I imagine it would have been awesome to see the Beatles in concert, and to be around when they were changing the world. I wonder if we will ever see anyone as great as they were, or if the world we live in can handle such a revolutionary music group again.

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October 28, 2006

Waste, by Phish

Filed under: Music — Cory @ 11:50 pm

Billy Breathes” is probably my favorite album of all time, and one of the best songs on there is “Waste.” Here’s a performace of “Waste” that I found on YouTube:

Incidentally, I just noticed that “Billy Breathes” was released on my 17th birthday. Once I read in The Phish Companion that “Billy Breathes” is actually a strange Rock Opera about a fish named Billy. The album made much more sense after I learned the story. :)

• • •

September 18, 2006

2006 Austin City Limits Music Festival

Filed under: Events,Friends,Music — Cory @ 12:41 am

 [ 2006 Austin City Limits Music Festival ] This weekend I drove up to the capital city for the 2006 Austin City Limits Music Festival.

After last years festival I had decided that I did not want to spent another weekend under the blazing Sun and try to enjoy music. It was just too hot. But when I saw that both Ween and Willie Nelson would be performing, I went ahead and bought two 3-day passes. As it turns out, I had a pretty good time this year.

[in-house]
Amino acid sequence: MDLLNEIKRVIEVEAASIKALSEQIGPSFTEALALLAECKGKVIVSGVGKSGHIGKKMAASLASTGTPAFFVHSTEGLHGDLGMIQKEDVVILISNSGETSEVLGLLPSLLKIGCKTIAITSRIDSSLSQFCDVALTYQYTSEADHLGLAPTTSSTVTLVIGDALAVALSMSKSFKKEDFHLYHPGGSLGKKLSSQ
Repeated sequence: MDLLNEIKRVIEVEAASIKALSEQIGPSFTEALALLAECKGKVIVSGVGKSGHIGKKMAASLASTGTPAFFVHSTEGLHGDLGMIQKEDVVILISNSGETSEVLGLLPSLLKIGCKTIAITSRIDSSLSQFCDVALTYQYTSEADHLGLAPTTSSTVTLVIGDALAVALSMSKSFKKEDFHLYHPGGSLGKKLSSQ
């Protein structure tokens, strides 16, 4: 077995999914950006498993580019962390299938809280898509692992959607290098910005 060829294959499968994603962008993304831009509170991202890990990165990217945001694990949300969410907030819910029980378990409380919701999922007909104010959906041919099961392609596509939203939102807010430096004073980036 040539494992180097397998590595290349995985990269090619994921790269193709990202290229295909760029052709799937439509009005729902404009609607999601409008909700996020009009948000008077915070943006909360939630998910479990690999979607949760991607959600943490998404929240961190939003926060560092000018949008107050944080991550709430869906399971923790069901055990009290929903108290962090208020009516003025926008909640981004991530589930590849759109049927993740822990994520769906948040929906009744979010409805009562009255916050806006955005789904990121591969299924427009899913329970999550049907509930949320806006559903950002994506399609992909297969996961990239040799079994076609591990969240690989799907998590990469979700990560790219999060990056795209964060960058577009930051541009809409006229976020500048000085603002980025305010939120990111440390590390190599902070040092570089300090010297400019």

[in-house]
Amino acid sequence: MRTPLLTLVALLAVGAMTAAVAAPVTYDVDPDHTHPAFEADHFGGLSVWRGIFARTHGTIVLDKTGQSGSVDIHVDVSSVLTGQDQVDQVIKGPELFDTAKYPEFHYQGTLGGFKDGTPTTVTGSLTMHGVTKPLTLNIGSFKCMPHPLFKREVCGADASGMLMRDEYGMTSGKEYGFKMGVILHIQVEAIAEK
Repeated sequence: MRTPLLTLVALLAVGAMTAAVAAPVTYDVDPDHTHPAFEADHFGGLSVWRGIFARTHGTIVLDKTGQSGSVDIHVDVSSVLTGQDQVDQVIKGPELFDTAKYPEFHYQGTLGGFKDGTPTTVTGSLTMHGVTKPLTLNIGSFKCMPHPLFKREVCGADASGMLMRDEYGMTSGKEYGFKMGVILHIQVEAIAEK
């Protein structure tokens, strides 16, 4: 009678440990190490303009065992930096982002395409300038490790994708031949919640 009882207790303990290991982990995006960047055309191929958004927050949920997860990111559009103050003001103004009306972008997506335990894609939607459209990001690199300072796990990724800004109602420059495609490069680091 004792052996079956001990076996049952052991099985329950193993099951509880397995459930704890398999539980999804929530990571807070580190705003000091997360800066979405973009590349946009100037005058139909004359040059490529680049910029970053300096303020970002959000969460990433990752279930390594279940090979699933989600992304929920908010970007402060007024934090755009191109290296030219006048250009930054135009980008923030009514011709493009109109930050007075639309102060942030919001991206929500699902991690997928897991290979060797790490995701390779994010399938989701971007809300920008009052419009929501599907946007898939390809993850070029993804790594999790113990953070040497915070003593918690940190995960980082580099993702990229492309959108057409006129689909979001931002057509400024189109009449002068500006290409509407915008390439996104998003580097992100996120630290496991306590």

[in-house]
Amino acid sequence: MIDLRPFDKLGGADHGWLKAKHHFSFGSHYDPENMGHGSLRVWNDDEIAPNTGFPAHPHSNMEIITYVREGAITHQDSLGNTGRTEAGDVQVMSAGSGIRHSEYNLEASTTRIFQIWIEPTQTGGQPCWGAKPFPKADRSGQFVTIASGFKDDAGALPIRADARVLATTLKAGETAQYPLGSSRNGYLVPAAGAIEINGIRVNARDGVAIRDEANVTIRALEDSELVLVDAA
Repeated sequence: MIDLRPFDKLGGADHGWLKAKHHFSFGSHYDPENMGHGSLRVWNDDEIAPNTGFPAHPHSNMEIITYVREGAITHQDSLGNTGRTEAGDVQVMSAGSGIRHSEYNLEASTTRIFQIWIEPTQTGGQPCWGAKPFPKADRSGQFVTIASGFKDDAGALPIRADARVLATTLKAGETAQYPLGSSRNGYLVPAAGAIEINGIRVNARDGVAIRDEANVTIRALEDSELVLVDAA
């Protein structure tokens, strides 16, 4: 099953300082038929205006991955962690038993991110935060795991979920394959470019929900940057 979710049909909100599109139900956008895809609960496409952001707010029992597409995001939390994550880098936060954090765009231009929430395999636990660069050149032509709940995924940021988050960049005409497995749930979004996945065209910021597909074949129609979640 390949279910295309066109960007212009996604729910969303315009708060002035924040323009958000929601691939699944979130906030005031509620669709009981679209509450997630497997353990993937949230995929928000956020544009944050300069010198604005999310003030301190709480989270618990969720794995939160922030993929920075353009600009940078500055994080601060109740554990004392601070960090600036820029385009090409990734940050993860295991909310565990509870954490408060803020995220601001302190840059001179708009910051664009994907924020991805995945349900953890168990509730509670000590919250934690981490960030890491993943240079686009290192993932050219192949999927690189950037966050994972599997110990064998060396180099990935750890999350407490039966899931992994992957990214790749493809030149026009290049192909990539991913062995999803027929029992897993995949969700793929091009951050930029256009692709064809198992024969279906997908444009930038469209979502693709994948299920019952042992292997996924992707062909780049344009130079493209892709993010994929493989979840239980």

Friday I was there alone, and I just walked around from stage to stage. I spent more time getting to and from the festival than I did at the festival, but it was fun anyway (although really, really hot). I managed to see Gnarls Barkley and a few other shows.

On Saturday Sandy was able to come with me and we saw String Cheese Incident, the South Austin Jug Band, Brazilian Girls, and of course, Willie Nelson, as well as several other smaller bands.

Sunday morning we met up with Jason at Kerby Lane Cafe for a late Breakfast. Afterwards we went up to the 360 Bridge and chilled for a while, before picking up Katie and heading to the festival. We caught parts of performances from Ween, Matisyahu, Sun Volt, The Flaming Lips, The Greencards and Ben Harper.

At the gates of the festival there were people giving away iTunes music cards that said they were worth $30 towards music from bands performing at the festival. At first I thought this meant that I could pick $30 worth of music, but as it turns out they have a preselected playlist of 31 songs from artists at the festival. So now I have 5 extra cards, if anyone would like one. ;)

• • •

May 3, 2006

A Nice Surprise

Filed under: Music — Cory @ 11:56 pm

A month or so ago I bought tickets for John Prine‘s upcoming concert at the Majestic Theater on June 9th. I saw him perform last year at ACL Fest and I thought it was the best show there.